Off the beaten Trail

Sometimes you don’t have to go deep into nature to get into deep nature. Tamiami Trail is the perfect example. It’s the main road between Miami and Naples.

I crossed the canal on its north side using an old wooden bridge.

That led me into a wet prairie which, because it’s the dry season – and an especially dry one at that, is better classified as a dry prairie in spring … at least until the summer rains start back up.

This particular dwarf cypress caught my eye because it was short and stout, but probably as old as the larger cypress in the adjacent dome.

The cypress dome was thoroughly greened out but like the prairie dry also as a bone. And this was a deep dome. As flat as the Big Cypress Swamp is, it was a downhill journey to the center of this dome. (The plus side of no water of course was the equal absence of mosquitoes.)

The cypress knees were especially impressive, and rekindled in me a question that has periodically tugged at my curiosity, but one I’ve never been able to answer:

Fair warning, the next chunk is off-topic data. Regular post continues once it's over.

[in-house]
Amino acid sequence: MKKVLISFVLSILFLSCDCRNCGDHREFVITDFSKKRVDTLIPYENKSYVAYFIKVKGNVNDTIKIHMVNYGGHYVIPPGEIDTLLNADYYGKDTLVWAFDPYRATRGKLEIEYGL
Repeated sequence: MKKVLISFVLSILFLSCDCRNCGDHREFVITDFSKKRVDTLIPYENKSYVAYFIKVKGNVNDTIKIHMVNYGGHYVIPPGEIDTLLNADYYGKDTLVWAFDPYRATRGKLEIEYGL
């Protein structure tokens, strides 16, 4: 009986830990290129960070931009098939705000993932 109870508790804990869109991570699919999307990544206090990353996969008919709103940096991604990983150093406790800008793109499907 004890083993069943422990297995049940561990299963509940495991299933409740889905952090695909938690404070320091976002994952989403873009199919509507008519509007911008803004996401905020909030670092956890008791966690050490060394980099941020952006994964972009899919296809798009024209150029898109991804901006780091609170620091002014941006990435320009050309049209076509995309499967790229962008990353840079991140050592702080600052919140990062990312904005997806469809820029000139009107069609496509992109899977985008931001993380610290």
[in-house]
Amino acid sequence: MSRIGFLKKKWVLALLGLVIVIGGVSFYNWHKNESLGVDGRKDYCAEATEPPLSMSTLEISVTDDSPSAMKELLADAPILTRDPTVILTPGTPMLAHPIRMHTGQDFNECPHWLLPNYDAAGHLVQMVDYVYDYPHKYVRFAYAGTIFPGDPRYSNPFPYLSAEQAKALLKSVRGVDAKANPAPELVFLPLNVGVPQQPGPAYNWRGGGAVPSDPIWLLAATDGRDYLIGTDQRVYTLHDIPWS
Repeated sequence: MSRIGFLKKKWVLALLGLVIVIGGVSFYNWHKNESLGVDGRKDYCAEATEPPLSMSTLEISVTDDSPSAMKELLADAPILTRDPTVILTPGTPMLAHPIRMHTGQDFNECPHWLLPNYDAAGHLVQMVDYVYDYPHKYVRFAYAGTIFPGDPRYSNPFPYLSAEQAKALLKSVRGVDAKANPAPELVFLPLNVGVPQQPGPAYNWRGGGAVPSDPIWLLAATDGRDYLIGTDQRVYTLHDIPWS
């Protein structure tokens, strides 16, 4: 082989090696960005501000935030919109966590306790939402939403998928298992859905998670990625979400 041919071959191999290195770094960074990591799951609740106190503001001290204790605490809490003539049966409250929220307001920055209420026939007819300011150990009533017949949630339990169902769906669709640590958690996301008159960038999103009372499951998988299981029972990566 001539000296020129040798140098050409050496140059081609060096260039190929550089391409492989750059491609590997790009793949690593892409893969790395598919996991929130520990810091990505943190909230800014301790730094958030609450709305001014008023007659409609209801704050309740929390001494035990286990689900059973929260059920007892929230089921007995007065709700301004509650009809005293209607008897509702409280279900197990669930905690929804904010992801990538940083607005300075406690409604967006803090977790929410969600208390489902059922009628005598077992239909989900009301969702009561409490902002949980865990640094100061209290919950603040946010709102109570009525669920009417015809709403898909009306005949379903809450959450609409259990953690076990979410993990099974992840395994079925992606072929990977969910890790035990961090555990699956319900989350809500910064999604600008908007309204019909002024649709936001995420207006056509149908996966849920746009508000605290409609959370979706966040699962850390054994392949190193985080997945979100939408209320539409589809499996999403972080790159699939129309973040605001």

“Why is it that knees are absent from some domes, sparse and smallish in others, and – as in the case of this dome – omnipresent and quite tallish (hip high)?”

I thought about that for a moment, in the silence of the dry dome, periodically interrupted by the thrush of Tamiami traffic on the nearby road … which with Alligator Alley being closed due to a wildfire (named Deep Fire) has been steadier than normal.

Then I left.

I turned once to the east (toward Miami) and once to the west (toward Naples) before crossing back over the Tamiami.

It was good to get a off the beaten Trail, even if for only a few minutes and a couple hundred feet to the north.

Any longer or further and I could have gotten lost!

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